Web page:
Tuesday, 20 June 2017

Sustainability and Transformation Plans: How serious are the proposals? A critical review

Sustainability and Transformation Plans: How serious are the proposals? A critical review This report critically reviews each of the 44 STPs in terms of how they stand as serious, coherent and achievable plans. Each was subject to the levels of rigorous appraisal you would expect for ant set of NHS planning documents. The researchers were looking for clear expert evidence, how the plans matched population needs, the resources required, the key assumptions in the overall approach, and how local accountability operates across the footprint. Overall the report finds that the STPs are not ready for implementation, with the plans lacking a secure grounding in the current situation, and a robust evidence base to the changes proposed. Significant developments in the relationship between the NHS and Local Government are required and this will take time. The emphasis on reducing acute beds and A&E attendance will require local consultation. Legislative change is also required to free health and care from the constraints of the market to provide integrated quality care for local populations. Finally there is a significant funding shortfall, and a need for clear and robust workforce plans. London Southbank University

Action needed to prevent confusion over medicines

Action needed to prevent confusion over medicines Only about a third (37%) of the public trust evidence from medical research, compared to approximately two-thirds (65%) who trust the experiences of their friends and family*, according to a report launched today.

The new report highlights the significant difficulties patients and some healthcare professionals face in using evidence from research to judge the benefits and harms of medicines, and calls for concerted action to improve the information patients receive.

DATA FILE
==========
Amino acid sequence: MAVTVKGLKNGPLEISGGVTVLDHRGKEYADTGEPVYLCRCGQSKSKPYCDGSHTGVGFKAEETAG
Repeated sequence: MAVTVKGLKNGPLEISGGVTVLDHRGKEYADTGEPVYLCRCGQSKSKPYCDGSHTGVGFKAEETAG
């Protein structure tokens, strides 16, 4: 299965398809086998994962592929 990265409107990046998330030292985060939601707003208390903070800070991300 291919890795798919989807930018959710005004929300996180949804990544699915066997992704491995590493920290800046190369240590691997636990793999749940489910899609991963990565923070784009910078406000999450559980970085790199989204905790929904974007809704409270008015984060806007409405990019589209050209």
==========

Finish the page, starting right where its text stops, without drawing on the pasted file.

The report was instigated following public debate around the benefits and harms of treatments such as statins, hormone replacement therapy and Tamiflu. It calls for a range of actions including significant improvements to patient information leaflets, better use of medical appointments and a bigger role for NHS Choices as the ‘go to’ source of trusted information online for patients and carers, as well as healthcare professionals. The Academy of Medical Sciences

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Where next for commissioning?

Where next for commissioning? This report is the first in a series which promotes the views of leaders from a range of trusts and other parts of the service on some of the key issues facing the NHS today. The report includes eight interviews that address concerns including the role of STPs and accountable care systems, the challenge of integrating health and care commissioning, and the future of the purchaser-provider split. Contributors include leaders of hospital, mental health and community trusts and ambulance services, with additional perspectives from a CCG and local government. NHS Providers

Long-stay rehabilitation services

Long-stay rehabilitation services This briefing reviews evidence from Care Quality Commission inspection reports of inpatient rehabilitation services in England. It finds that while many people receive high quality care close to home from rehabilitation services, a minority spend periods of many months and sometimes years in hospital. Some are placed far from home in locked wards and become isolated from their families and dislocated from their local health and care services. It calls on the government and the NHS to provide clear direction for the development and improvement of local community and hospital services for people with complex mental health needs. It also calls on NHS providers and CCGs to ensure they offer local services to people requiring rehabilitation support and that they maintain contact with people admitted to hospitals out of their local area. Centre for Mental Health

Sleep disorder tests carried out by NHS doubles

Sleep disorder tests carried out by NHS doubles The number of tests carried out by the NHS to diagnose people with sleep disorders across England has doubled in the past decade, figures reveal.

NHS data shows that 147,610 sleep diagnostic tests were carried out last year - compared with 69,919 in 2007-08.

The tests are designed to identify sleep apnoea, a condition that causes people to stop breathing during sleep.

One patient told the BBC the problem was so acute it had driven her to contemplate suicide. BBC News

GP workforce crisis should concern hospitals as much as CCGs, warns NHS chief